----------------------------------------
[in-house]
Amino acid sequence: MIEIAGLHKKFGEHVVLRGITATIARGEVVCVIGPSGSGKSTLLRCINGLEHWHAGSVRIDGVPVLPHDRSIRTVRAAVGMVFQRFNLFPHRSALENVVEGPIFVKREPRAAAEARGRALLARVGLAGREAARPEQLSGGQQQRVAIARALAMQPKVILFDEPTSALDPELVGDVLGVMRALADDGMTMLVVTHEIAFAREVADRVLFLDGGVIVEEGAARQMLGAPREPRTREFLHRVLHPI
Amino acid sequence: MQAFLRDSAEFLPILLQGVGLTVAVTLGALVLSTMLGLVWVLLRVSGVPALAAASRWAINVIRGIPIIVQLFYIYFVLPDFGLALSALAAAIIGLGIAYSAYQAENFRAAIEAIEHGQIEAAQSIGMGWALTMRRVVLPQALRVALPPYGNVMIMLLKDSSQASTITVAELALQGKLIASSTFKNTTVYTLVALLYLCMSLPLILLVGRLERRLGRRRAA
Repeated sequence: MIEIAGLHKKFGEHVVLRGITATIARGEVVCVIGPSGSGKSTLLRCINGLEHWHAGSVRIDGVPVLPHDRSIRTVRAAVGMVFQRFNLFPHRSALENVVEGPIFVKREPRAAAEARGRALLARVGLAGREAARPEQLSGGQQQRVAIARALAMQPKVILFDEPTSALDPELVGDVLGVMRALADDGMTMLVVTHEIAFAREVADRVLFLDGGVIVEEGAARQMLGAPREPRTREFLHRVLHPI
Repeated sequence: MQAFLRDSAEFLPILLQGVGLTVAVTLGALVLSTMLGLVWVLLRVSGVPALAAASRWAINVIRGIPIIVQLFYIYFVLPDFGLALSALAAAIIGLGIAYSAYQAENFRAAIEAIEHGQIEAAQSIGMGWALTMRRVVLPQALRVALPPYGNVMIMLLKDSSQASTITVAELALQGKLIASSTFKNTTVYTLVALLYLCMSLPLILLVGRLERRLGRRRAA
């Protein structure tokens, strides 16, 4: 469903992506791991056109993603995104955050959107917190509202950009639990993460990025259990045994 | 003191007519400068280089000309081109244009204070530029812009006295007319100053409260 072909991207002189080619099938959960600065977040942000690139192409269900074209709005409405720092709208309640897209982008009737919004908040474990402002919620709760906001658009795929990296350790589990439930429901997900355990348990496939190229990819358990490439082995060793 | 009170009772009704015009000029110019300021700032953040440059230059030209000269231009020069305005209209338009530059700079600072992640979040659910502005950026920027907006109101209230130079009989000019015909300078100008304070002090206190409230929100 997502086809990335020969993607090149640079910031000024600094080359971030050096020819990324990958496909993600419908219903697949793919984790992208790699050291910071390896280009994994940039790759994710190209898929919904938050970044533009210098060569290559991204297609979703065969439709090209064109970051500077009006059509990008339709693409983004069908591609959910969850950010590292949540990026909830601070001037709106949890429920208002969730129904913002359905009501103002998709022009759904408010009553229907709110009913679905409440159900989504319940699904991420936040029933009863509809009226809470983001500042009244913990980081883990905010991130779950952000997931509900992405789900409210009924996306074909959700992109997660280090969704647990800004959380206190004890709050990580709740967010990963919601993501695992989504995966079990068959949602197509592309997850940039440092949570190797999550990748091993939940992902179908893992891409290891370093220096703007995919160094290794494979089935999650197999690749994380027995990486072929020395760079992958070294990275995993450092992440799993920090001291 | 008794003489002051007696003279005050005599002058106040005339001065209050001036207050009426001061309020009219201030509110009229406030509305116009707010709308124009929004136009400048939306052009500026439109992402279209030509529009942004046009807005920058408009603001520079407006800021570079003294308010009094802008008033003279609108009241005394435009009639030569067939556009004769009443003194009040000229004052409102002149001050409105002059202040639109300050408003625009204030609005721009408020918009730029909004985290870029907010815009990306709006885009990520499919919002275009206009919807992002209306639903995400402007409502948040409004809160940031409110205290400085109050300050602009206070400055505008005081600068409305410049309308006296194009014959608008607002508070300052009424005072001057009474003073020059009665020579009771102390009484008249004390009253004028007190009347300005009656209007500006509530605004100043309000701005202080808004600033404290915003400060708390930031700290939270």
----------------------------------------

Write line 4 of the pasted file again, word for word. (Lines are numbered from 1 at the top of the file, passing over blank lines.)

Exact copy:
Repeated sequence: MIEIAGLHKKFGEHVVLRGITATIARGEVVCVIGPSGSGKSTLLRCINGLEHWHAGSVRIDGVPVLPHDRSIRTVRAAVGMVFQRFNLFPHRSALENVVEGPIFVKREPRAAAEARGRALLARVGLAGREAARPEQLSGGQQQRVAIARALAMQPKVILFDEPTSALDPELVGDVLGVMRALADDGMTMLVVTHEIAFAREVADRVLFLDGGVIVEEGAARQMLGAPREPRTREFLHRVLHPI